Image search results - "yasu"
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Yasukuni Shrine is Japan's most prominent shrine for the war dead. Near Kudanshita Station on the Tozai Subway Line. This is the first giant torii
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Yasukuni Shrine during the Mitama Matsuri before dark.
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Path to shrine
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Yasukuni Shrine's main torii during Mitama Matsuri
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Promenade to the shrine
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Statue of Omura Masujiro (1824-1869) 大村益次郎, founder of Japan's modern army. Also pushed for the establishment of Yasukuni Shrine.
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Spotlights create a silhouette of the statue of Omura Masujiro (1824-1869) 大村益次郎, founder of Japan's modern army.
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Mt. Momokubari is where Tokugawa Ieyasu first set up his base camp for the Battle of Sekigahara. It is next to busy Route 21. A short distance east of Sekigahara Station. The former Sekigahara battlefield has numerous monuments.Sekigahara saw one of Japan's most pivotal battles on Oct. 21, 1600 (Sept. 15 of Keicho 5) between Tokugawa Ieyasu's Eastern Forces and Toyotomi Hideyoshi loyalist Ishida Mitsunari's Western Forces. Ieyasu's victory in the Battle of Sekigahara sealed Japan's historical fate for the next 250 years. The former battlefield is dotted with monuments indicating the positions of various warlords during the battle.
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Banners and a monument mark the spot on Mt. Momokubari where Tokugawa Ieyasu's first base camp was established during the Battle of Sekigahara on Sept. 15, 1600.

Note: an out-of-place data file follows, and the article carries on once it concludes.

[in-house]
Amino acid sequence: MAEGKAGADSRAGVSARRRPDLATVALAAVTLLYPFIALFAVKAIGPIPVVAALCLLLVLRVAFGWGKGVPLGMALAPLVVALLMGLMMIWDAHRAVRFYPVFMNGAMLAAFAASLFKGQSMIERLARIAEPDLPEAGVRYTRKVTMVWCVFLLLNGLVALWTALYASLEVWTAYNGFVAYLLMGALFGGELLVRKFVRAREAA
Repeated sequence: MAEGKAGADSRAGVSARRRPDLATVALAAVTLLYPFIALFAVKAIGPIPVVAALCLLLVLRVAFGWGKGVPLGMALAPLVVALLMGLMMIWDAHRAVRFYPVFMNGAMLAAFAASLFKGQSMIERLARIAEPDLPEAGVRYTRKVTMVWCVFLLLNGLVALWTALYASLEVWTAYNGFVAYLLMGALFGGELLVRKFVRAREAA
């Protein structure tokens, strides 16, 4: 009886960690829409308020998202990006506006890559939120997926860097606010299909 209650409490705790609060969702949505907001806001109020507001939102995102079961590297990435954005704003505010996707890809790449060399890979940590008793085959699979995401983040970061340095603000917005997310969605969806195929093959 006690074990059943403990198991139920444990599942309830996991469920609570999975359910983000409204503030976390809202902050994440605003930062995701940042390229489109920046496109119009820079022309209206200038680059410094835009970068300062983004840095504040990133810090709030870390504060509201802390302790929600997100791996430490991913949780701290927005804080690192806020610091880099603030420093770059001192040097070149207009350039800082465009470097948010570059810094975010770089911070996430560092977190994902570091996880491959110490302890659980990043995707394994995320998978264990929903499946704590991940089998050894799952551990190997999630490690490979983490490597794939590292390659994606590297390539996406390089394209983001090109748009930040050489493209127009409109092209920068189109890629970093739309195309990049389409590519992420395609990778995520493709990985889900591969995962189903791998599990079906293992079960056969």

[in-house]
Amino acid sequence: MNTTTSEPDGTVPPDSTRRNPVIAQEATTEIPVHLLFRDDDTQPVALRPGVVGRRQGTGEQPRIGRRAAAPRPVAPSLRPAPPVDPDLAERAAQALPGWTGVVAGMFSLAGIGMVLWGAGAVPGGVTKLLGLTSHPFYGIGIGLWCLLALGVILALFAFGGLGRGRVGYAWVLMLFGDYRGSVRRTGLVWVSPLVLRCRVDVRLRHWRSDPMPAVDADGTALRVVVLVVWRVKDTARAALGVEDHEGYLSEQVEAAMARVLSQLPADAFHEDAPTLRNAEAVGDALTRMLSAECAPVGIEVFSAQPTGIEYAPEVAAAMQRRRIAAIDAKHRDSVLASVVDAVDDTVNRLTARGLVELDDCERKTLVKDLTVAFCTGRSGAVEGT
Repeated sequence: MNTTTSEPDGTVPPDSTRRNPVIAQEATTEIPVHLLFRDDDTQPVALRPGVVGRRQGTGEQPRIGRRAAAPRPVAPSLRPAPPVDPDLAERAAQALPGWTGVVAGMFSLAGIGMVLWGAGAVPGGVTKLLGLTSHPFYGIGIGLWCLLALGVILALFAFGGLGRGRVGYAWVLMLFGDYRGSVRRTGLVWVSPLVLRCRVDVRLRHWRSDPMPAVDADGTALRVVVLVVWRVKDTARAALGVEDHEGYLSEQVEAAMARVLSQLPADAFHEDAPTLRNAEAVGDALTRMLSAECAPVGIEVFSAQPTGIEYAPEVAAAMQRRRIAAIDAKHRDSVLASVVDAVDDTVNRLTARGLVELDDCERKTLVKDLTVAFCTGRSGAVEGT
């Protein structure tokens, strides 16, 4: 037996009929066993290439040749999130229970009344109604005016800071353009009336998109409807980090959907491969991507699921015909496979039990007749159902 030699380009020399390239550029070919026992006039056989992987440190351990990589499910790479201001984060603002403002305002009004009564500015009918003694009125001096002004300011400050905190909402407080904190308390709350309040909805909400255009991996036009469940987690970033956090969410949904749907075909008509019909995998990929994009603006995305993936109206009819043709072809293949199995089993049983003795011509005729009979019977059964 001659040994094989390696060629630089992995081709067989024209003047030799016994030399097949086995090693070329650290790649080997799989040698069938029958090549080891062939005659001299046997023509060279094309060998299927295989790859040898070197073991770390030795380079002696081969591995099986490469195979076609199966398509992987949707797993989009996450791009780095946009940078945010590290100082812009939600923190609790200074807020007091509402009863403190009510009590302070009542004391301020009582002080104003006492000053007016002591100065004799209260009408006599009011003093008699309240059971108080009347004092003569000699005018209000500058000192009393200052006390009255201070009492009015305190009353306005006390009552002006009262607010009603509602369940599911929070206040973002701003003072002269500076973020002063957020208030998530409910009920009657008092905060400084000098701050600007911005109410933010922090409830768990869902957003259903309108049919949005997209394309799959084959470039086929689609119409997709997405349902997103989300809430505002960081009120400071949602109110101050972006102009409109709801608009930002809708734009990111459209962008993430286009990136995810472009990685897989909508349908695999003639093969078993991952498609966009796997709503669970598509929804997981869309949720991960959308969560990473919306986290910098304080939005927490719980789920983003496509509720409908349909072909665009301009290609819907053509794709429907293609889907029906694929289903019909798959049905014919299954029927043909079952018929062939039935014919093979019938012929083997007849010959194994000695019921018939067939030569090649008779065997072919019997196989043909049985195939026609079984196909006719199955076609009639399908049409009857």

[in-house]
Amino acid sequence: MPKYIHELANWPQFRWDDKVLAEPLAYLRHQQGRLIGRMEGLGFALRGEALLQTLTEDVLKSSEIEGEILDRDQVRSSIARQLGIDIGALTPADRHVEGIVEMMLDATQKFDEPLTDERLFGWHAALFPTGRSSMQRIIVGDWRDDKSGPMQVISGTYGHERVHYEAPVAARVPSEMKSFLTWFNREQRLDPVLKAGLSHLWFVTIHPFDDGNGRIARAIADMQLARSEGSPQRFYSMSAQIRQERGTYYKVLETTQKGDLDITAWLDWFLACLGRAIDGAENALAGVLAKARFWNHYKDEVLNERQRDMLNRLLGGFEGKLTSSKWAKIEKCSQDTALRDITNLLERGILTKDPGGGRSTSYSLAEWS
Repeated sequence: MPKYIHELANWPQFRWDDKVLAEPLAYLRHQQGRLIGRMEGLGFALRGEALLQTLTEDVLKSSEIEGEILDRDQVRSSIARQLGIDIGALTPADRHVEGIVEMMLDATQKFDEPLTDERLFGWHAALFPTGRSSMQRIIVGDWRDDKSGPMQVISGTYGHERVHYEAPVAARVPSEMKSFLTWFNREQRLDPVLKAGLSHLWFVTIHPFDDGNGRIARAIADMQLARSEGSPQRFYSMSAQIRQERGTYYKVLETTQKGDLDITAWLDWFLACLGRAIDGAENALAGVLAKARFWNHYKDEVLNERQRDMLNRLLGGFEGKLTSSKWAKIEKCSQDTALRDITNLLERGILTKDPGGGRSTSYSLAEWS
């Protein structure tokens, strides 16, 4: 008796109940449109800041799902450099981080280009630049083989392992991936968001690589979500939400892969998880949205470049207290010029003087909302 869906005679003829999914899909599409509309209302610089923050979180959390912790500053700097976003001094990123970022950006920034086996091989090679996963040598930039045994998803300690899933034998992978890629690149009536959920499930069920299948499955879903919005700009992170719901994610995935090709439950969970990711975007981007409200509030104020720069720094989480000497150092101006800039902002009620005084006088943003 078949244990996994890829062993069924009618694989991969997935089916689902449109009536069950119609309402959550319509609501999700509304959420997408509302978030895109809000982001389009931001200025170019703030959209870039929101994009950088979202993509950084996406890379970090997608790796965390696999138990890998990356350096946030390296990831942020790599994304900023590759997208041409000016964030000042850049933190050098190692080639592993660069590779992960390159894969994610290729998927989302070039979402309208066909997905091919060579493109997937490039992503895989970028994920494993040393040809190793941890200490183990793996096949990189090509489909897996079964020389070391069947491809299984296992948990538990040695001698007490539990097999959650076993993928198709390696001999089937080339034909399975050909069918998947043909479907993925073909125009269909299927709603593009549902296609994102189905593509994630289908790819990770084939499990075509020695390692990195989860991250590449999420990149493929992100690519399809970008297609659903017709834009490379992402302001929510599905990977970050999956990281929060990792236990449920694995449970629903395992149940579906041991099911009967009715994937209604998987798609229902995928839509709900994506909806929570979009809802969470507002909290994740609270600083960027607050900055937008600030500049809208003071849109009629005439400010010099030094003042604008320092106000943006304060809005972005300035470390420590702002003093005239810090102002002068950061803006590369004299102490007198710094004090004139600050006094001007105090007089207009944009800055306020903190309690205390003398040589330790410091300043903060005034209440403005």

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Ieyasu and his troops were here from about 6 am to 10 am on the day of the Sekigahara battle. He later moved closer to the front line as the battle was going his way. This is a National Historic Place. 桃配山 徳川家康最初陣跡
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Steps going up to Tokugawa Ieyasu's first base camp during the Battle of Sekigahara on Oct. 21, 1600 (Sept. 15 of Keicho 5). Today it's just a small hill. The highway seemed to have cut through most of it.
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Steps going up to Tokugawa Ieyasu's first base camp during the Battle of Sekigahara.
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At the top, see the two large rocks which served as a table and bench for Ieyasu. 家康の腰掛岩と机石
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Monuments marking Tokugawa Ieyasu's first base camp during the Battle of Sekigahara. The banners have the Tokugawa family crest.
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View of the Sekigahara battlefield from Tokugawa Ieyasu's first base camp.
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Monument marking Tokugawa Ieyasu's first base camp during the Battle of Sekigahara.
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Another smaller monument marking Tokugawa Ieyasu's first base camp during the Battle of Sekigahara.
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Sign explaining that the two rocks below were said to be used as a bench and table for Ieyasu.
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Behind the monuments is a trail probably used by Ieyasu's troops on Mt. Momokubari-yama.
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A bon dance around the base of the statue.
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Second torii
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You wash your mouth hands here. Built in 1940 by Japanese living in the US. 大手水舎
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Gate built in 1934. 神門
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Spotlights hit the torii.
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Back view of second torii
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At night, 30,000 lanterns light up. A real summer spectacle.
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Imperial crest on gate door